Here is the video forecast, showing why the Middle Atlantic region will have a warmup going into the weekend, but all of the Great Lakes and Northeast will have a cold period after that.
During warmer-than-average weather in winters past, we have frequently taken a look at the upper stratosphere for any signs of a reversal that would signal a change to colder and stormier weather. We saw this winter that such a setup is not at all required to have a cold, stormy period. There has been a strong vortex near the North Pole at the 10 millibar pressure level all winter; 10 millibars is just one percent of the typical pressure down here where we live.
But now, just as many of us look forward to warmer times, a high stratospheric reversal has occurred over just the last 10 days. You can see the difference on this map:
Studies have shown that, in a statistically significant way, such a reversal precedes a high-latitude blocking pattern that forces the jet stream southward. The signal may not be as important in spring as in winter, but if we do get the blocking and southward shift in the jet stream, it would suggest chillier-than-average conditions for the North Central and Northeast states, and perhaps stormier weather. Farther south, an increase in temperature contrast and storminess could mean more severe thunderstorms. As always, it will be interesting to see how all of this plays out.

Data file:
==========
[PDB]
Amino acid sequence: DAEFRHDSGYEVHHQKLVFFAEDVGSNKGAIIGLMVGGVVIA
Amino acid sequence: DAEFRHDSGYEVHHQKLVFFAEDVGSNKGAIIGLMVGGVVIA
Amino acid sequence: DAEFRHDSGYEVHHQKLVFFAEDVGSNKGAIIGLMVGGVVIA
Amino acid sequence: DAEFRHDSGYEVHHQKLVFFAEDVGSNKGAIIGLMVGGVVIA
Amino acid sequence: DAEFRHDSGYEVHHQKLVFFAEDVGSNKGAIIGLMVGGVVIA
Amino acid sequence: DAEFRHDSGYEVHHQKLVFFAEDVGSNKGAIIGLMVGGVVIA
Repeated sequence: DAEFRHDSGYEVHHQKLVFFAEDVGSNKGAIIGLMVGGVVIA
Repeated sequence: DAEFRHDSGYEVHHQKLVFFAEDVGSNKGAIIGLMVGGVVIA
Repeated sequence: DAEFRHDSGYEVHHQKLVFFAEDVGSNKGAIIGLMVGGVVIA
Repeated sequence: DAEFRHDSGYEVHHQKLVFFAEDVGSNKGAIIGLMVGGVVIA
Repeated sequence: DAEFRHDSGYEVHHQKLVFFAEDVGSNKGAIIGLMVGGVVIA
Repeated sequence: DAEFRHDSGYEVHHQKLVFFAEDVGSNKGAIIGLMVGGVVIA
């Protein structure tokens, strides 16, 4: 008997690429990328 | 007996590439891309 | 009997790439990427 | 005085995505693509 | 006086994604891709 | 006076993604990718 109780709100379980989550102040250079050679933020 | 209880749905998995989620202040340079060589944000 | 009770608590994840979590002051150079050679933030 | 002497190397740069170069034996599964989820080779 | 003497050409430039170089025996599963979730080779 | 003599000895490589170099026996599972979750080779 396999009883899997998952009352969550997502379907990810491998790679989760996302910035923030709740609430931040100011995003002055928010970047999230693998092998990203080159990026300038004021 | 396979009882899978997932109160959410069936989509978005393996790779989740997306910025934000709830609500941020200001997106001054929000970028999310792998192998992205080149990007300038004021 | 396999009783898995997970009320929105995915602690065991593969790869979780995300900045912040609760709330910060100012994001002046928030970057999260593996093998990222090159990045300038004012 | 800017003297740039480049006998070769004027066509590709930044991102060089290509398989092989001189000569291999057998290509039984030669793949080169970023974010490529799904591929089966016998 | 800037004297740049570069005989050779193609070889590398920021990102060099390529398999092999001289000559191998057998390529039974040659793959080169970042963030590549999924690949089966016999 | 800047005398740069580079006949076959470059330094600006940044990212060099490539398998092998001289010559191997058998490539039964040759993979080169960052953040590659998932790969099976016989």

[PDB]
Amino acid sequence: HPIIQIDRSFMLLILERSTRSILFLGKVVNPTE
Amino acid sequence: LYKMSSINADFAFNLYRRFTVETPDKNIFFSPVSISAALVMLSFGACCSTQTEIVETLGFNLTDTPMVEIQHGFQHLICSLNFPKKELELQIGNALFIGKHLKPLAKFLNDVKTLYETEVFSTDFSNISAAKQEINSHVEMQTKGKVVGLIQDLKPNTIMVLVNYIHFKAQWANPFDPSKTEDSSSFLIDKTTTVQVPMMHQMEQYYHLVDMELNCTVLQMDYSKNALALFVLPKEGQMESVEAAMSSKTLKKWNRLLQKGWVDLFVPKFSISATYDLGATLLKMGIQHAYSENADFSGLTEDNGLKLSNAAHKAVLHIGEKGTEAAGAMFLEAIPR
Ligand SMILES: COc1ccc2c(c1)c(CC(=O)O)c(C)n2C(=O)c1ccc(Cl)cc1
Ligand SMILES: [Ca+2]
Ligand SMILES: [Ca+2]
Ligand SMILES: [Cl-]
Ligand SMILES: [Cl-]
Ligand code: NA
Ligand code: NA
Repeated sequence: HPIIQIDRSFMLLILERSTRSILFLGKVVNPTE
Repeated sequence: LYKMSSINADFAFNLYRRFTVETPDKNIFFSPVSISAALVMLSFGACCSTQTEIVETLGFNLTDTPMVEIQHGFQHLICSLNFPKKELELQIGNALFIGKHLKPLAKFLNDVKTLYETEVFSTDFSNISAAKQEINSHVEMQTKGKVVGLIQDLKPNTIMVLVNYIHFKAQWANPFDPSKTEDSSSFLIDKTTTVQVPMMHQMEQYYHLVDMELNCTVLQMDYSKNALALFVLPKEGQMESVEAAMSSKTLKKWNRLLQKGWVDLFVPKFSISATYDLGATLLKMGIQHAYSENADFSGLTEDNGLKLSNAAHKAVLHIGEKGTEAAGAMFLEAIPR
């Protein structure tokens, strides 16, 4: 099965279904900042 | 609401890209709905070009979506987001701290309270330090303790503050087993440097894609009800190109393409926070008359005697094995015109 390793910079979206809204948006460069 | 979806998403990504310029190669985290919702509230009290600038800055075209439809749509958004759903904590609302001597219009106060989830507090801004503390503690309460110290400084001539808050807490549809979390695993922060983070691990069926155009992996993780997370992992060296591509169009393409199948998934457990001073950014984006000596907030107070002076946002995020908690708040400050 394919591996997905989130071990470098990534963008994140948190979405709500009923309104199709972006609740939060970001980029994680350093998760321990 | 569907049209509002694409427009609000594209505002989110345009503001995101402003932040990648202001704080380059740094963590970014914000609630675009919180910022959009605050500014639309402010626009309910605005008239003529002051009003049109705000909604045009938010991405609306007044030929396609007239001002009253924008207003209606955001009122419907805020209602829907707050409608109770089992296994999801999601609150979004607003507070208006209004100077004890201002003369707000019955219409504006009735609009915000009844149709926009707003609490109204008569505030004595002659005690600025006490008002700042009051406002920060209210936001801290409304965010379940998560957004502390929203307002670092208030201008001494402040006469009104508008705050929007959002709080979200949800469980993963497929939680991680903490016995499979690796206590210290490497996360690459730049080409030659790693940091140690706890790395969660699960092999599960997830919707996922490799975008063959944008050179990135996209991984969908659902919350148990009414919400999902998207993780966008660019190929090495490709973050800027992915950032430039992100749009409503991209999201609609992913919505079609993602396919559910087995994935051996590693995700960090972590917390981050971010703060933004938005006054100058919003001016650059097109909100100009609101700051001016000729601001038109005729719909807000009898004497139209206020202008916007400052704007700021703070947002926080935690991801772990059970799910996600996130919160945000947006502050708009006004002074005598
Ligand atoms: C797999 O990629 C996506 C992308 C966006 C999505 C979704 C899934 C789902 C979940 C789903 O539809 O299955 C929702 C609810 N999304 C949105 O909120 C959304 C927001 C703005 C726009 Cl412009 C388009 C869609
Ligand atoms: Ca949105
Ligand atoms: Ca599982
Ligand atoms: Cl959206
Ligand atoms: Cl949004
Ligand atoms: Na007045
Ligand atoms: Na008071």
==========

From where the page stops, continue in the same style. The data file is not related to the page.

It appears likely that many normal activities can go on through the day Monday, as long as the typical cautions for light to moderate snowfalls are observed. Tuesday will be an <strong>entirely different story</strong>. This map shows the GFS- predicted snowfall through 7 P.M. ET Monday:
The second storm we have been talking about will affect the Middle Atlantic region late Sunday and Sunday night. This GFS forecast map is for 7PM ET Sunday and shows precipitation amounts for the 6 hours up to that time.
This was our snow accumulation projection as of mid-morning. A storm that will develop in the Midwest on Sunday is likely to track to the Virginia-Maryland coastal area by Monday morning, then turn east. It will probably bring some to snow places that get mostly rain out out of the first storm.
Just a 1- or 2-degree temperature difference in the lowest 5,000 feet of the atmosphere can make the difference between heavy wet snow and heavy wet rain. Here is a draft of our snowfall map from mid-morning.
Much can still change with regard to the Saturday storm. This draft map from this morning shows how the accumulations may turn out. The AccuWeather.com staff will be watching this closely. I am happy to see many of our newer forecasters making major contributions.
n the Northeast corridor, this winter has not created much happiness among people who like snow. In New York City, this is the first year out of the last nine to have no 2-inch or greater snow event to this point in winter. Ralph Fato (WxNut27) sent out one of his wonderful charts to illustrate the widespread lateness of the first significant snowfall: